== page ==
The case of Pavel Eduardo Melnikov, a Russian national using the Malta CBI passport he purchased to operate in Finland, tells us that Russian intelligence agents seem to be using Citizenship by Investment passports to facilitate espionage.
When four hundred Finnish police, tax police, border guards and national defense units raided his properties, in connection with what was described as a money laundering investigation, they found sixteen sites connected to Melnikov. At one island property, the authorities saw nine piers, a helipad, and a barracks suitable for a large force. It had security cameras, motion detectors, and satellite dishes. The pool was covered with camouflage netting, and millions of Euros were recovered. Similar facilities are said to be under construction in other countries by Russian agents, but this information is unconfirmed.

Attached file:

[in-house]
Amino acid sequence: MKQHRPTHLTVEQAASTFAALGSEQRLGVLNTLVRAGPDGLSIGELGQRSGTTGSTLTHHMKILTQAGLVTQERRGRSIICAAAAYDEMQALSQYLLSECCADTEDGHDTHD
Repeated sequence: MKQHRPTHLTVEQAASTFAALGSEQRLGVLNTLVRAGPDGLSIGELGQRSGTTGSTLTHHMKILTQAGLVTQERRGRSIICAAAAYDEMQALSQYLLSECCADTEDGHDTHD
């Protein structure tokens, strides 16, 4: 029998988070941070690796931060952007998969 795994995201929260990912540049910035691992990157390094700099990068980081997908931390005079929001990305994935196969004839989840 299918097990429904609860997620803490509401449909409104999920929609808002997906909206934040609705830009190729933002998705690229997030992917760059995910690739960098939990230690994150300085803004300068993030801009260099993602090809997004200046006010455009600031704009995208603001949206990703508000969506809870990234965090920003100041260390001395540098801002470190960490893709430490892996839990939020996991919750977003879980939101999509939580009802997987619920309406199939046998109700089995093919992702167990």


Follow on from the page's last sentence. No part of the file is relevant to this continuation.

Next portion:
How many Russian intelligence agents hold CBI passports is unknown, though it is known that there are a large number of Russian nationals who have acquired them in both the European as well as East Caribbean states that offer Citizenship by Investment programs. We have to assume that most, if not all, have used aliases, so that their military intelligence background will not become known. Bribes paid to corrupt government officials in St Kitts, Antigua and Dominica have assured that their true names are not on those passports.
Since the CBI states make it a selling point that they will never release the names of their clients, at present we cannot obtain access to the passport photographs, in order to use facial recognition software on their photographs to seek to uncover their true identities. Unless the countries selling CBI products realize that it is in their best interests to share that information, they will remain unknown.